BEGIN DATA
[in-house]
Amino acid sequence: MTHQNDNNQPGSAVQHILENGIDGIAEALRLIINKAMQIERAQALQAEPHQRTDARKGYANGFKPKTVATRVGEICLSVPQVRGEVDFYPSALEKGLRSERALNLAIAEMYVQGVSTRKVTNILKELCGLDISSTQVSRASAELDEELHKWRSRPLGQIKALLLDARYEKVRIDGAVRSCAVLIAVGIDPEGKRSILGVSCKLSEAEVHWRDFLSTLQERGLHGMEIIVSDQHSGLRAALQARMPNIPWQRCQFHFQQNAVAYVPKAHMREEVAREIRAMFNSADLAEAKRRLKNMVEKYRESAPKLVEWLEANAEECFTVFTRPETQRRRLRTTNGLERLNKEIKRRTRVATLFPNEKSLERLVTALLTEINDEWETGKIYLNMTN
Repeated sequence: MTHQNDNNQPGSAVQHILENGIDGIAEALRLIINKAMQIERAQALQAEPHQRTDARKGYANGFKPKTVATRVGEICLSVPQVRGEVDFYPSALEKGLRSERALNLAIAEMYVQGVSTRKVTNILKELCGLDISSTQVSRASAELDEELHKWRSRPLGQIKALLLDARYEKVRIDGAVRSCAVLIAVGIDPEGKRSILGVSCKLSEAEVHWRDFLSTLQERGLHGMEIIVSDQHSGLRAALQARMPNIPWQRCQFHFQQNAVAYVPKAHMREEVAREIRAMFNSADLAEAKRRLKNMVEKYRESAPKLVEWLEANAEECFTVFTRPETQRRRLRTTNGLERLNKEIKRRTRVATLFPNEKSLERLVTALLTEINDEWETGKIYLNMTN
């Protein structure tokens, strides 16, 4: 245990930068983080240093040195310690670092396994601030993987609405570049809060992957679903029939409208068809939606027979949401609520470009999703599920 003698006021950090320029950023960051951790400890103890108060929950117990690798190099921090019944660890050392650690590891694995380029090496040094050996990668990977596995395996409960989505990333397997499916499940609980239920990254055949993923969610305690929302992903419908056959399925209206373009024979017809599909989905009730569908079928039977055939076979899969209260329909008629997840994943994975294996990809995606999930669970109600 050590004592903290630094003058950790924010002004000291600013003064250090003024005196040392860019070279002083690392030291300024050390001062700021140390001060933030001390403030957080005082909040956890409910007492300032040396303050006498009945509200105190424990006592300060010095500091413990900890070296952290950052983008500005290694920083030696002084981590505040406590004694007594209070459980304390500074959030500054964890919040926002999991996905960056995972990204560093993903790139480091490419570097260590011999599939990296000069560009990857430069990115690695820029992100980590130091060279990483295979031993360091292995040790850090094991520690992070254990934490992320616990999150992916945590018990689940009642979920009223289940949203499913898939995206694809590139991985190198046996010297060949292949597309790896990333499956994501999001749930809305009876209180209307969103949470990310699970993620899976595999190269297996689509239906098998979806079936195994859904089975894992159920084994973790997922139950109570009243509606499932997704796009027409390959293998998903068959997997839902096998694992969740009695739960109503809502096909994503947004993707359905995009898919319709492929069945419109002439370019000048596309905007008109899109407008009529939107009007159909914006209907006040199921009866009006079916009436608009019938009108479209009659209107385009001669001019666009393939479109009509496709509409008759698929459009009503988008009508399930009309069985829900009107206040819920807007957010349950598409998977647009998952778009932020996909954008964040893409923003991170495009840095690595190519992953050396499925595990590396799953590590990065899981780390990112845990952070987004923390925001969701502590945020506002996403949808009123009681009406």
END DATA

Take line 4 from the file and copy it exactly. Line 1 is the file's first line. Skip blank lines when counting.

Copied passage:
């Protein structure tokens, strides 16, 4: 245990930068983080240093040195310690670092396994601030993987609405570049809060992957679903029939409208068809939606027979949401609520470009999703599920 003698006021950090320029950023960051951790400890103890108060929950117990690798190099921090019944660890050392650690590891694995380029090496040094050996990668990977596995395996409960989505990333397997499916499940609980239920990254055949993923969610305690929302992903419908056959399925209206373009024979017809599909989905009730569908079928039977055939076979899969209260329909008629997840994943994975294996990809995606999930669970109600 050590004592903290630094003058950790924010002004000291600013003064250090003024005196040392860019070279002083690392030291300024050390001062700021140390001060933030001390403030957080005082909040956890409910007492300032040396303050006498009945509200105190424990006592300060010095500091413990900890070296952290950052983008500005290694920083030696002084981590505040406590004694007594209070459980304390500074959030500054964890919040926002999991996905960056995972990204560093993903790139480091490419570097260590011999599939990296000069560009990857430069990115690695820029992100980590130091060279990483295979031993360091292995040790850090094991520690992070254990934490992320616990999150992916945590018990689940009642979920009223289940949203499913898939995206694809590139991985190198046996010297060949292949597309790896990333499956994501999001749930809305009876209180209307969103949470990310699970993620899976595999190269297996689509239906098998979806079936195994859904089975894992159920084994973790997922139950109570009243509606499932997704796009027409390959293998998903068959997997839902096998694992969740009695739960109503809502096909994503947004993707359905995009898919319709492929069945419109002439370019000048596309905007008109899109407008009529939107009007159909914006209907006040199921009866009006079916009436608009019938009108479209009659209107385009001669001019666009393939479109009509496709509409008759698929459009009503988008009508399930009309069985829900009107206040819920807007957010349950598409998977647009998952778009932020996909954008964040893409923003991170495009840095690595190519992953050396499925595990590396799953590590990065899981780390990112845990952070987004923390925001969701502590945020506002996403949808009123009681009406």